On a visit to Barcelona last week, I learned a great deal about the City’s pioneering role in developing “the city as a commons.” I also learned that crystallizing a new commons paradigm – even in a city committed to cooperatives and open digital networks – comes with many gnarly complexities. The Barcelona city government is led by former housing[Read More…]
Post Tagged with: "Counter Solutions"
Can there be a collective search for paradigms and pathways towards a world that is sustainable, equitable and just? How can such frameworks and visions build on an existing heritage of ideas and worldviews and cultures, and on past or new grassroots practice? How can they be fundamentally different from today’s dominant economic and political system, which has brought[Read More…]
I’d been hoping to pay another visit to the Peasant’s Republic of Wessex, but red tape has been holding me up at the border so it’ll have to wait probably for another couple of weeks. Instead, I thought I’d offer a few top-of-the-head thoughts on Felicity Lawrence’s recent article about agricultural pesticide use in The Guardian – or, more specifically,[Read More…]
We are only gradually beginning to realize that global common-pool resources are assets to humankind that should be managed as commons. Wasting them would be disastrous. We are trustees of these assets and thus, trustees for future generations. We have the duty to invest so as to increase or at least maintain these assets
Buen Vivir is a proposal aimed at making visible and expressible aspects of reality that are ignored by the dominant paradigm. It is a proposal from a radical and spiritual perspective of ecology, and is logically incompatible with development and industrialization. It speaks of the possibility of living in common, for which the very concept “development” is not only insufficient but mistaken.
The truth is we don’t know. We pretend that we can continue to dodge the mass terrors like the one a generation ago, where we eluded a nuclear annihilation. It is now more often that we find asking ourselves, that for how long the Earth will last, when we have poisoned the water and soils and trampled thousands of creatures[Read More…]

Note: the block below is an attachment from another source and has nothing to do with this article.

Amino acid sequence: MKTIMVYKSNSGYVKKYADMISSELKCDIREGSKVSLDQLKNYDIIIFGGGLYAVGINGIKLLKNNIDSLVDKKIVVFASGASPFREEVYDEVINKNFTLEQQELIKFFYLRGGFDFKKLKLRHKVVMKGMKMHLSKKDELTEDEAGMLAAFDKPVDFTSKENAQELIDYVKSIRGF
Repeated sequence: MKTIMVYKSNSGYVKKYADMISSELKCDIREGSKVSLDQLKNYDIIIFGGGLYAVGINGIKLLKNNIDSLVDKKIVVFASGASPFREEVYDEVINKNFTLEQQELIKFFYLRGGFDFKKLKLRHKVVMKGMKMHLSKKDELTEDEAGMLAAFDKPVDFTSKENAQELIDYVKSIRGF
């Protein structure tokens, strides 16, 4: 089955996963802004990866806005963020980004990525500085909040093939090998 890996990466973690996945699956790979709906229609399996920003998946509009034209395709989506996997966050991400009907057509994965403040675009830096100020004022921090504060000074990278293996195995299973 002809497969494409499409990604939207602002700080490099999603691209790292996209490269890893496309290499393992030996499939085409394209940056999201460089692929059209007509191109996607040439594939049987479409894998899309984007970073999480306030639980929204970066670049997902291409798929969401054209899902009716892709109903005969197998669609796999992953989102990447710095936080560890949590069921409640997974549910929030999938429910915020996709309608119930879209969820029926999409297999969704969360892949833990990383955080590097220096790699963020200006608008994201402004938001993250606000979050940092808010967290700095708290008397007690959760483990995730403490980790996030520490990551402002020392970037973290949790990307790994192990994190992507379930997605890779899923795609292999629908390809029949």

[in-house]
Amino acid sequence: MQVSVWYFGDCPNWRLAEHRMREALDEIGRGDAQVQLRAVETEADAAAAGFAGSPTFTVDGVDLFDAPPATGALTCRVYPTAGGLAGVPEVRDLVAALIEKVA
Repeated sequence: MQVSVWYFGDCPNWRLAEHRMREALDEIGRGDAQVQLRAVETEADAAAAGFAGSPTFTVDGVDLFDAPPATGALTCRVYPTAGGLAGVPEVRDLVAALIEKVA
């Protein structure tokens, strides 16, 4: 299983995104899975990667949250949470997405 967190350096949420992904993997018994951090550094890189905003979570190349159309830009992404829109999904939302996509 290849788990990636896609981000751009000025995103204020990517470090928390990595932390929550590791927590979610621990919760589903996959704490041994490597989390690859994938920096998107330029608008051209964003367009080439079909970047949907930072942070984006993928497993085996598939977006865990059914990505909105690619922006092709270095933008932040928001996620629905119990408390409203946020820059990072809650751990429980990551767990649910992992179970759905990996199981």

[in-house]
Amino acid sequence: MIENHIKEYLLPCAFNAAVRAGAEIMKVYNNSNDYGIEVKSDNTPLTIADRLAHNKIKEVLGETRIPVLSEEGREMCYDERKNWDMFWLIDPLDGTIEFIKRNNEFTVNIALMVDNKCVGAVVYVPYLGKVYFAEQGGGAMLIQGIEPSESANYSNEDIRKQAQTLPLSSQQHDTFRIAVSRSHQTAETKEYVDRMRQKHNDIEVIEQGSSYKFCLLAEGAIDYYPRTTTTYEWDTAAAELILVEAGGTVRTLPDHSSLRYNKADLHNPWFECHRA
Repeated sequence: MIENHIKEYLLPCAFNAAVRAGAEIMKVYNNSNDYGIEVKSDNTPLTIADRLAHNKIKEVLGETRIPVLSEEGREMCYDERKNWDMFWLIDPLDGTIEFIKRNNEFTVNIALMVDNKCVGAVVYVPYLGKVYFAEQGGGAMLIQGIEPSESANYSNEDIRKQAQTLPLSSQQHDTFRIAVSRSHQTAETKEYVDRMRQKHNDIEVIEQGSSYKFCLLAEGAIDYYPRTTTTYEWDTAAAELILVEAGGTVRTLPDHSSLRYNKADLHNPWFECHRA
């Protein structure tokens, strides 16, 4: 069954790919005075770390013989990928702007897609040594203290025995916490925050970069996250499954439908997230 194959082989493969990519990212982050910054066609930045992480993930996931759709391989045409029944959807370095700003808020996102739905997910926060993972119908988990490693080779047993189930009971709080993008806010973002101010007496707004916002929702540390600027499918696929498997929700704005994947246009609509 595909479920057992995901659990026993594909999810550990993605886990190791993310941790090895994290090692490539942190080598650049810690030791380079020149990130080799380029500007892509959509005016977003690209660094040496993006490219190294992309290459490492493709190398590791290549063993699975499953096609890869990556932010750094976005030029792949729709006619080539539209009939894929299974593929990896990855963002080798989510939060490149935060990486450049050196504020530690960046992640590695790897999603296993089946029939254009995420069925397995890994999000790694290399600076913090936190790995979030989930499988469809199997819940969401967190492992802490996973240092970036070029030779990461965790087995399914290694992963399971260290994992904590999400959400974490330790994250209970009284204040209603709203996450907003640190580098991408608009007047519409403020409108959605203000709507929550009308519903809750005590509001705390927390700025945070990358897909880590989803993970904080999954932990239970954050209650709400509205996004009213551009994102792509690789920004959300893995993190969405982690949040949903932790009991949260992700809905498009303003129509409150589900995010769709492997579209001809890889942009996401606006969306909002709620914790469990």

The legalization of setting up a Community Radio Station came after a long and voiced revolution from various grass-root organizations, individuals and communities. Community Radio is not just something which is feeding the people’s mind with few people’s choices, interests and beliefs, its inception goes back to the logic of providing Voice to the Voiceless, Being A Tool of Development[Read More…]
Introduction With characteristic insight, the great American philosopher, John Dewey, once wrote: ‘Every generation has to accomplish democracy over again for itself.’ His point was that, at each moment in history, citizens and nations inevitably face unique challenges and problems, so we should not assume the democratic institutions and practices inherited from the past will be adequate for the conditions of[Read More…]
The current state of American politics must make us question whether any of our leaders in the Beltway can be described as “grown-ups”, i.e., fully mature and sane individuals. Between the endless war crimes, corporate corruption, lobbyists who bribe congressmen and write legislation, and the ineptitude of federal entities who are supposed to protect our health such as the FDA,[Read More…]
Cuba has come a long way since the collapse of the Soviet Union, when the loss of imports crucial for the island nation’s industrial agriculture system—such as chemical pesticides and fertilizers—left Cuba with a severe food crisis in the 1990s. Today, Cuba has become a regional leader in sustainable agricultural research. Within its practices and institutions lies a model for[Read More…]
Land and people have suffered together, as invariably they must. Under the rule of industrial economics, the land, our country, has been pillaged for the enrichment, supposedly, of those humans who have claimed the right to own or exploit it without limit. Of the land-community much has been consumed, much has been wasted, almost nothing has flourished. But this has not been inevitable. We do not have to live as if we are alone.
“If we say that money comes from ecological function instead from extraction, manufacturing buying and selling, then we have a system in which all human efforts go toward restoring, protecting and preserving ecological function. That is what we need to mitigate and adapt to climate change, to ensure food security, to ensure that human civilizations survive. Our monetary system must[Read More…]
New alternative and complementary currencies are a growing worldwide trend, and many states in the US have created their own local curriencies. Our local alternative currency, the Hudson Valley Current, has members in several counties straddling the Hudson River, just above New York City. It began with just a few of us; each coming to the idea from very different places